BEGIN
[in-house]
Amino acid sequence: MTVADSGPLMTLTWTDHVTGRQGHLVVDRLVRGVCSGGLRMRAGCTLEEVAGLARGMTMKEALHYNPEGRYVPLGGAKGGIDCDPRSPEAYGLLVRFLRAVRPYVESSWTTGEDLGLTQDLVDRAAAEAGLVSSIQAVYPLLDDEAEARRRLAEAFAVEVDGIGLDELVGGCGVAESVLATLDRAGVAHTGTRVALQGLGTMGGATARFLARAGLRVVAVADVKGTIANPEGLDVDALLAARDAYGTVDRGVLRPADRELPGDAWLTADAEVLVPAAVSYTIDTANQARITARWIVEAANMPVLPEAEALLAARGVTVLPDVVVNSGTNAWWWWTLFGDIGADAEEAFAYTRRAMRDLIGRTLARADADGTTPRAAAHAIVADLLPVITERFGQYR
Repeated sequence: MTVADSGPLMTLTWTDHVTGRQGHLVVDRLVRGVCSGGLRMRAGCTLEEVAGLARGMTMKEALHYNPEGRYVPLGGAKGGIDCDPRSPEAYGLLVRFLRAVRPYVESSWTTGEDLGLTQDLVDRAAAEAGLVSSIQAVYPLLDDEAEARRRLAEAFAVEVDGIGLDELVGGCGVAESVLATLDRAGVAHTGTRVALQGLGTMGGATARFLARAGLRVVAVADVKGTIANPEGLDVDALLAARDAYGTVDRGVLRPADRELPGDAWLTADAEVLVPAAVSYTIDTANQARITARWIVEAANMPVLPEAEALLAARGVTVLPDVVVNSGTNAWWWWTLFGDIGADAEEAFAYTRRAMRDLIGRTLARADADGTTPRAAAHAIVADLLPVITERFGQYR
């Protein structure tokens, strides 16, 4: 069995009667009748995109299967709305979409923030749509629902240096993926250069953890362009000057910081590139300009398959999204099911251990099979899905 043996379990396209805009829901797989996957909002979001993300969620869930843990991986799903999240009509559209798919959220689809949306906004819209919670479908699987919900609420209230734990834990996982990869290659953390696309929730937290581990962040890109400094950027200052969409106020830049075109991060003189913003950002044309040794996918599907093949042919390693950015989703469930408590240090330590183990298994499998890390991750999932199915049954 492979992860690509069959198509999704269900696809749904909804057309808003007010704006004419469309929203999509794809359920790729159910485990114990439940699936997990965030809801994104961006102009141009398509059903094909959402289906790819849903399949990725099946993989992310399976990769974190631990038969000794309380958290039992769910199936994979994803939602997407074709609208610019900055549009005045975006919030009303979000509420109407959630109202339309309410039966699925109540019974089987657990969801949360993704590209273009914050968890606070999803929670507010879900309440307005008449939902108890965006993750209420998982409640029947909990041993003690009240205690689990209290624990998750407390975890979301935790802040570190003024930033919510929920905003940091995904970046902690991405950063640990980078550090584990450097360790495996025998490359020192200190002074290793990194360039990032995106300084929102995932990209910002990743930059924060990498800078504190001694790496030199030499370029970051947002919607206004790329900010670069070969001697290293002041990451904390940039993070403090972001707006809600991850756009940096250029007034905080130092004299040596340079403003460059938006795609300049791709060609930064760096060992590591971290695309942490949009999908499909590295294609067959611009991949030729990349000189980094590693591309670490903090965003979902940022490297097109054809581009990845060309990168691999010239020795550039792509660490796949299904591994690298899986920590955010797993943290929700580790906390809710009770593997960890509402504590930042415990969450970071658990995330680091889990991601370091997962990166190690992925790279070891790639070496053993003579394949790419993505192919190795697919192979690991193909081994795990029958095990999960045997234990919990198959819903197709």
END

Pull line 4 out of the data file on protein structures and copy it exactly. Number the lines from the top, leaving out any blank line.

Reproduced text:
């Protein structure tokens, strides 16, 4: 069995009667009748995109299967709305979409923030749509629902240096993926250069953890362009000057910081590139300009398959999204099911251990099979899905 043996379990396209805009829901797989996957909002979001993300969620869930843990991986799903999240009509559209798919959220689809949306906004819209919670479908699987919900609420209230734990834990996982990869290659953390696309929730937290581990962040890109400094950027200052969409106020830049075109991060003189913003950002044309040794996918599907093949042919390693950015989703469930408590240090330590183990298994499998890390991750999932199915049954 492979992860690509069959198509999704269900696809749904909804057309808003007010704006004419469309929203999509794809359920790729159910485990114990439940699936997990965030809801994104961006102009141009398509059903094909959402289906790819849903399949990725099946993989992310399976990769974190631990038969000794309380958290039992769910199936994979994803939602997407074709609208610019900055549009005045975006919030009303979000509420109407959630109202339309309410039966699925109540019974089987657990969801949360993704590209273009914050968890606070999803929670507010879900309440307005008449939902108890965006993750209420998982409640029947909990041993003690009240205690689990209290624990998750407390975890979301935790802040570190003024930033919510929920905003940091995904970046902690991405950063640990980078550090584990450097360790495996025998490359020192200190002074290793990194360039990032995106300084929102995932990209910002990743930059924060990498800078504190001694790496030199030499370029970051947002919607206004790329900010670069070969001697290293002041990451904390940039993070403090972001707006809600991850756009940096250029007034905080130092004299040596340079403003460059938006795609300049791709060609930064760096060992590591971290695309942490949009999908499909590295294609067959611009991949030729990349000189980094590693591309670490903090965003979902940022490297097109054809581009990845060309990168691999010239020795550039792509660490796949299904591994690298899986920590955010797993943290929700580790906390809710009770593997960890509402504590930042415990969450970071658990995330680091889990991601370091997962990166190690992925790279070891790639070496053993003579394949790419993505192919190795697919192979690991193909081994795990029958095990999960045997234990919990198959819903197709």